Blending classical elements into modern designs is a hallmark of interior designer Victoria Hagan. She brings harmony to any room through her sophisticated use of color, texture, and silhouette. Victoria has been awarded many of the industry’s top honors, including induction into The Architectural Digest 100 and The Interior Design Hall of Fame. She is the author of Interior Portraits, published by Rizzoli, and her work has been featured internationally in many magazines and design books. For Philip House, Victoria was inspired to create homes that are “a classic take on everyday life, a modern twist on traditional living.”
Victoria Hagan has long been respected for the intelligent integration of architecture and interior design. Her design philosophy features a refined use of materials, sophisticated color, and strong silhouettes. Her restrained and elegant rooms are sophisticated templates for modern living.
‘When I was 11 years old, my parents built a house. I remember loving that process but being very frustrated that they didn’t listen to me—I didn’t like the materials they were picking. I had definite opinions, and when I look back on it, I find it amusing that at that age I was so opinionated. My parents humored me—they let me move the furniture around.’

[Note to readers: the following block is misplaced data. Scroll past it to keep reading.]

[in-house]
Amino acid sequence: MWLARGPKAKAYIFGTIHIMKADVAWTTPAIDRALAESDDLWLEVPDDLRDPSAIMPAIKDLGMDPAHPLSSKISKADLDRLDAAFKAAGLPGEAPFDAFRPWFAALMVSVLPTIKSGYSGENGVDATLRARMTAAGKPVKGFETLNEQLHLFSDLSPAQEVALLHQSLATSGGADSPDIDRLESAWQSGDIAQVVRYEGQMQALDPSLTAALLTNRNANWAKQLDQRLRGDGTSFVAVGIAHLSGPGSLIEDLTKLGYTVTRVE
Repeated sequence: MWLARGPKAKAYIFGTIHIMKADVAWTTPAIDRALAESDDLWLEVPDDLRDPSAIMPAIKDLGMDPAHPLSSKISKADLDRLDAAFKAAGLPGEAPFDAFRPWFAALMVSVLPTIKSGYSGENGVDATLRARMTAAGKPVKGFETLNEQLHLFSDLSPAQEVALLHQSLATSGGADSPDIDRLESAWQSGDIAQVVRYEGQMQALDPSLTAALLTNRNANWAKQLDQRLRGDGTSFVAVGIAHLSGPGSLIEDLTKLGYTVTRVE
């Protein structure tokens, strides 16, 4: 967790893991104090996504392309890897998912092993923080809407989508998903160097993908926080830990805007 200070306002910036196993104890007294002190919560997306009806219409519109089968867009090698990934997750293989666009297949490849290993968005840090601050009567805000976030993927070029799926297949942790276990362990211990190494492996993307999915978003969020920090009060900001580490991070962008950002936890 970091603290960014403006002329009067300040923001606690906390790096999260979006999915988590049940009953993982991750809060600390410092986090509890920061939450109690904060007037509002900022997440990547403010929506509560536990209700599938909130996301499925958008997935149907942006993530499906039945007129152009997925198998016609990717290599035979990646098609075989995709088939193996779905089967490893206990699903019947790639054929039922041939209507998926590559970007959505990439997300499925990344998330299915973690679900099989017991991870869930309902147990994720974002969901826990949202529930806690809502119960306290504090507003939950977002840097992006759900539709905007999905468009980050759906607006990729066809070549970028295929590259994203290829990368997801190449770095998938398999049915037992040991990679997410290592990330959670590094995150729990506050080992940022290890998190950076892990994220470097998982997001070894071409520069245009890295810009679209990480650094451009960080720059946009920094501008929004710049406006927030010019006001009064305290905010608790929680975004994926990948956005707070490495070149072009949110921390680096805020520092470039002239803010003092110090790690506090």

As a designer, Victoria Hagan’s most important considerations are suitability and the close connection of an interior to its location. “When I first begin a project I look to the views and the process begins.” She searches for beauty to combine contemporary and traditional elements into a timeless environment.
Soon after Victoria began her career in 1985, The New York Times described her work as “the most cerebral, the one bound to be influential,” and she continues to be a major force in the design community. She is continually featured in such publications as Architectural Digest, The New York Times, New York Magazine, Elle Décor, Vogue, Veranda, W, Town & Country, Harper’s Bazaar, and House Beautiful. Vogue exclaimed that she defies the old school implications of the term ‘lady decorator.’
Source : Victoria Hagan